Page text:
The rear is not a strut design like the front. So the majority of the rear chassis forces are going through the four points that the rear subframe conects to, not the shock towers! If you're willing to extend the kickers through the floor, there is actually a decent lateral beam directly above where the rearmost rear-subframe mounting locations are. Then if you want to get real trick add that bottom x to just above the foremost rear-subframe mounting locations are.
Here's my tower bar I'm considering cutting out.
And here is Hot Lap Motorsport's (in Spain) latest. It is the closest attempt to what I'm thinking about, concentrating on having the kickers tie in directly above where the rear subframe ties into the chassis.
Wednesday, February 01, 2012 4:41 PM
@dru - def on the right track there, triangulate the towers down to or even through the chassis. I'don't like holes in the car esp where your second pics show, that's sure source of dust and crap. The bolt-on solution I use in my Nissan works well for that same area - there is a top brace you cannot see here over the towers, welded tubular steel https://lh6.googleusercontent.com/-wCywk5Ih520/TynovRFr1XI/AAAAAAAAKIM/1XFI80-NloY/w500-h376-k/RSTB_w_brace_5.JPG
bottom bolts through the holes where the OEM gas tank goes. Not a bad setup at all for mixed use car.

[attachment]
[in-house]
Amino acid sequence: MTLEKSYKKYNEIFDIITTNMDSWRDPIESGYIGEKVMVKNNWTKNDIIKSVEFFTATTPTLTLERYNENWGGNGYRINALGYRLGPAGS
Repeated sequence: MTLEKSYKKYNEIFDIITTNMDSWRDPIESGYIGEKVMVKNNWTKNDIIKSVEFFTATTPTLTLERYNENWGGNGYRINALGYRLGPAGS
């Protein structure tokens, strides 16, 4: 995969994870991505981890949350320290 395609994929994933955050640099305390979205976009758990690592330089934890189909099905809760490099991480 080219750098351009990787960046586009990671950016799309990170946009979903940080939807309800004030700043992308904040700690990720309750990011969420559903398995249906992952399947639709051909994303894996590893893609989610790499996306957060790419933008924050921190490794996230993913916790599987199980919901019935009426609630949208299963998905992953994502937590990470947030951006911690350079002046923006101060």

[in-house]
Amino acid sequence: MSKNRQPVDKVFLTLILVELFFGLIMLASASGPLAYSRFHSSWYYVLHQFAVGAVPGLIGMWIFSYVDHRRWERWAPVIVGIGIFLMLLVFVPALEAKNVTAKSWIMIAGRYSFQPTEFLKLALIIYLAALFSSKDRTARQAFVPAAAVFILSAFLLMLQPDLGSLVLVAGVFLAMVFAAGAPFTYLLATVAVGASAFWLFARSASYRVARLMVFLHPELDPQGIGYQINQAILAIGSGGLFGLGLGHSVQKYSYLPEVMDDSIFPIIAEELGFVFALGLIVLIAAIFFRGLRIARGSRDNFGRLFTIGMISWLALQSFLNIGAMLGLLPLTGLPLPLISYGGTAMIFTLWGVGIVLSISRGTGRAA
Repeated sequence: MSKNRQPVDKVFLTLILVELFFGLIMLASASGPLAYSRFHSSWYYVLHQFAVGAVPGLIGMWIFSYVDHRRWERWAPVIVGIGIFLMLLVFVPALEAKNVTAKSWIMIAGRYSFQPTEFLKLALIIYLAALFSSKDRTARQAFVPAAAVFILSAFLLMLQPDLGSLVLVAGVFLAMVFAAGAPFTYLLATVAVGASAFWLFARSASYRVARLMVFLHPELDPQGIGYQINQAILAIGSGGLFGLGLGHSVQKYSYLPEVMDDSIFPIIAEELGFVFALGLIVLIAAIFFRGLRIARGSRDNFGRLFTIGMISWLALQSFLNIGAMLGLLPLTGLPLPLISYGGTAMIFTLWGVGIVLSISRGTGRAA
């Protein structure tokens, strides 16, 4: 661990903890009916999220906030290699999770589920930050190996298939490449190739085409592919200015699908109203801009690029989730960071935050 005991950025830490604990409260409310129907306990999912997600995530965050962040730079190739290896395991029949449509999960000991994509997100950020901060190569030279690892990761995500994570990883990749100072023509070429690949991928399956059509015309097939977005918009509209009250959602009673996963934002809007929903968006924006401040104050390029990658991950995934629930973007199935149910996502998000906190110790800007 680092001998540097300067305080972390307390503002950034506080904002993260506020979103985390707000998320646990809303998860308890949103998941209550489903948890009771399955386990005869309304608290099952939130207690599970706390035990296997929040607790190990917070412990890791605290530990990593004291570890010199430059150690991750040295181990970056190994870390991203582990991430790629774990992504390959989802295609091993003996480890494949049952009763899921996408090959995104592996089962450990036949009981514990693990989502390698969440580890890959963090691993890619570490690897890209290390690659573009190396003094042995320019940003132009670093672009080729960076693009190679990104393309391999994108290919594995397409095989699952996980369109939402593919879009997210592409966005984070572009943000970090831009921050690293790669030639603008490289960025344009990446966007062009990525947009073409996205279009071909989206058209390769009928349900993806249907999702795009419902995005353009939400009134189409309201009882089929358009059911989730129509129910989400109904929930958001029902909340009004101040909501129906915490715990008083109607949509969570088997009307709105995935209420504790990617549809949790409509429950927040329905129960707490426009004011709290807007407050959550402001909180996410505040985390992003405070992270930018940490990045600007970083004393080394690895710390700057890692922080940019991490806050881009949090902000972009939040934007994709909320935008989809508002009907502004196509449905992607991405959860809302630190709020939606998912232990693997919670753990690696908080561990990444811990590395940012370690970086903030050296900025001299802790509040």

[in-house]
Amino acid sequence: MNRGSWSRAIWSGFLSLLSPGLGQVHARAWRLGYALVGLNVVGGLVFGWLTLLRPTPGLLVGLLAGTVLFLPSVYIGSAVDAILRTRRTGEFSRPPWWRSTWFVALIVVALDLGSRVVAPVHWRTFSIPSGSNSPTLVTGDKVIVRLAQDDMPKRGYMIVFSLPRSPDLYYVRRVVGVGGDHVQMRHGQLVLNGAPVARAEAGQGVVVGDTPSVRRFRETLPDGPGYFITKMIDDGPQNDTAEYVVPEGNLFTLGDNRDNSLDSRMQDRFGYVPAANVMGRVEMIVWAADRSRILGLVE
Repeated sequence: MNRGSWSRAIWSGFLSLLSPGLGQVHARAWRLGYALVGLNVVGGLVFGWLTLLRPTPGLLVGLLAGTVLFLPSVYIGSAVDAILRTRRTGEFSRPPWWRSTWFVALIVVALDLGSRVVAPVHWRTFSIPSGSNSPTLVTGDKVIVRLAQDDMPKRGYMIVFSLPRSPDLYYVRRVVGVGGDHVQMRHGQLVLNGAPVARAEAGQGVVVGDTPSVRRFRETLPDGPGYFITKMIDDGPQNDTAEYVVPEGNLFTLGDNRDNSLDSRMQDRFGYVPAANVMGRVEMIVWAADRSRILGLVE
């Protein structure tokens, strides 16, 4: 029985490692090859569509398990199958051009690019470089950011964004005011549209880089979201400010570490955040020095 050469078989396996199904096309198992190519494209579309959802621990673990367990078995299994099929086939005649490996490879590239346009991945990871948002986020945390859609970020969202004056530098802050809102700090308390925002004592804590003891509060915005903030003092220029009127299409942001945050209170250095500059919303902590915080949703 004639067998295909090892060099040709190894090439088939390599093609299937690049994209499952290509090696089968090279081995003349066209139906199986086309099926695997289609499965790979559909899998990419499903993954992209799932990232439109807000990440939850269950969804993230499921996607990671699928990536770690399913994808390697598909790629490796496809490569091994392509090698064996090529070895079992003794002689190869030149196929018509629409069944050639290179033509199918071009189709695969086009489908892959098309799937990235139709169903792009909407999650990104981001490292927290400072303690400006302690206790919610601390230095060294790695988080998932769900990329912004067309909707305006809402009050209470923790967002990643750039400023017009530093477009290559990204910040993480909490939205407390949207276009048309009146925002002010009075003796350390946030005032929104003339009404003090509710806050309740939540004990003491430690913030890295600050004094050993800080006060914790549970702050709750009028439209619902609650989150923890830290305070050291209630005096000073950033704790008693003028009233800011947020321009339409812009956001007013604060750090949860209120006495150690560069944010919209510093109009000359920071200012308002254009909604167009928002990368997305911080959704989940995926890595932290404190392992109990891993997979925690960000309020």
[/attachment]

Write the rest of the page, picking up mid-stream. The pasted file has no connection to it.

Wednesday, February 01, 2012 4:44 PM
@Chuck - I also started using spot weld bits when I pulled the radiator support out of my U13, what PITA that would have been and the car would have had so many holes drilled in it - but the spot weld bit mostly ate the metal i was removing anyway. Nice tip!
Wednesday, February 08, 2012 2:25 PM
"A lighter color will reflect heat and ultimately lower cabin temperatures whereas a dark interior color like black can make life a bit more uncomfortable for the driver."
In fact, color plays no role in radiation absorption, transmission and reflection. Surface finish though does. Please take a look at my thermo radiation notes from last semester, there is an interesting table in there too:
Thursday, February 09, 2012 10:35 AM
Who are you planning to run with? I'm currently prepping my Impreza for ECTA to run at the Ohio Mile.
Wednesday, February 15, 2012 12:49 AM
Freezing the sound deadening out of my Z32 was incredibly satisfying, but boy do I feel your pain about those sticky wheelarch tar mats.
I eventually figured out that by slowly going over it with a heat gun, they could be softened to the point where you could peel them off the sheetmetal in one big piece.
A lot of sticky gunk was left behind, but a turpentine-soaked rag cleaned it up real good. No damage done to the undercoating either.